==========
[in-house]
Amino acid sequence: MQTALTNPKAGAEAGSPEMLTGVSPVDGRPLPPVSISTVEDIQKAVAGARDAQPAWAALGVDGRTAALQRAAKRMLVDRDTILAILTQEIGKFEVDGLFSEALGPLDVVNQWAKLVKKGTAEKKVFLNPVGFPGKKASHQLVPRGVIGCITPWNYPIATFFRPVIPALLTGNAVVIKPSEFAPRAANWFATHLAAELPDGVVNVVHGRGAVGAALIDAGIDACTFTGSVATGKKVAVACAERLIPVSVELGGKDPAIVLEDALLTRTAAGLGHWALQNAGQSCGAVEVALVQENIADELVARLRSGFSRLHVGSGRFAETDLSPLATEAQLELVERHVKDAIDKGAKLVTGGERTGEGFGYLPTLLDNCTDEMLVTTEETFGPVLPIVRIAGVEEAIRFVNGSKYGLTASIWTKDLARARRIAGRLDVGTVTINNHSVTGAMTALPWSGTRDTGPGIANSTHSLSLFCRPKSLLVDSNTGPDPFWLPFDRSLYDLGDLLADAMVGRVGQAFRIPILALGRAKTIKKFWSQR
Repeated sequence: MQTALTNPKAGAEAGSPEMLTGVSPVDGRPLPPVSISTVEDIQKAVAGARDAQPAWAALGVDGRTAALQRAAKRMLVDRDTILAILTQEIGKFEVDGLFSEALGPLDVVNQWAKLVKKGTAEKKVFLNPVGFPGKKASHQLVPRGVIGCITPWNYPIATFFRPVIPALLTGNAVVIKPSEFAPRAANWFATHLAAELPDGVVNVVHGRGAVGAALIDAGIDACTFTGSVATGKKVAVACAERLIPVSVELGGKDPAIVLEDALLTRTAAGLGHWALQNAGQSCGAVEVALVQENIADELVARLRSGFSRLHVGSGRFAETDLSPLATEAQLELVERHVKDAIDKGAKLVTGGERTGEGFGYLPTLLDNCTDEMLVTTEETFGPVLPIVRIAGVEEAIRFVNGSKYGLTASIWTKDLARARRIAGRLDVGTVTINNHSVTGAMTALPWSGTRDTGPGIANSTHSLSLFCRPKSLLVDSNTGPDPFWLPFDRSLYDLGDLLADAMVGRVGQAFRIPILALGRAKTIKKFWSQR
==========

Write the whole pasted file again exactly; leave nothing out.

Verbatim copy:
[in-house]
Amino acid sequence: MQTALTNPKAGAEAGSPEMLTGVSPVDGRPLPPVSISTVEDIQKAVAGARDAQPAWAALGVDGRTAALQRAAKRMLVDRDTILAILTQEIGKFEVDGLFSEALGPLDVVNQWAKLVKKGTAEKKVFLNPVGFPGKKASHQLVPRGVIGCITPWNYPIATFFRPVIPALLTGNAVVIKPSEFAPRAANWFATHLAAELPDGVVNVVHGRGAVGAALIDAGIDACTFTGSVATGKKVAVACAERLIPVSVELGGKDPAIVLEDALLTRTAAGLGHWALQNAGQSCGAVEVALVQENIADELVARLRSGFSRLHVGSGRFAETDLSPLATEAQLELVERHVKDAIDKGAKLVTGGERTGEGFGYLPTLLDNCTDEMLVTTEETFGPVLPIVRIAGVEEAIRFVNGSKYGLTASIWTKDLARARRIAGRLDVGTVTINNHSVTGAMTALPWSGTRDTGPGIANSTHSLSLFCRPKSLLVDSNTGPDPFWLPFDRSLYDLGDLLADAMVGRVGQAFRIPILALGRAKTIKKFWSQR
Repeated sequence: MQTALTNPKAGAEAGSPEMLTGVSPVDGRPLPPVSISTVEDIQKAVAGARDAQPAWAALGVDGRTAALQRAAKRMLVDRDTILAILTQEIGKFEVDGLFSEALGPLDVVNQWAKLVKKGTAEKKVFLNPVGFPGKKASHQLVPRGVIGCITPWNYPIATFFRPVIPALLTGNAVVIKPSEFAPRAANWFATHLAAELPDGVVNVVHGRGAVGAALIDAGIDACTFTGSVATGKKVAVACAERLIPVSVELGGKDPAIVLEDALLTRTAAGLGHWALQNAGQSCGAVEVALVQENIADELVARLRSGFSRLHVGSGRFAETDLSPLATEAQLELVERHVKDAIDKGAKLVTGGERTGEGFGYLPTLLDNCTDEMLVTTEETFGPVLPIVRIAGVEEAIRFVNGSKYGLTASIWTKDLARARRIAGRLDVGTVTINNHSVTGAMTALPWSGTRDTGPGIANSTHSLSLFCRPKSLLVDSNTGPDPFWLPFDRSLYDLGDLLADAMVGRVGQAFRIPILALGRAKTIKKFWSQR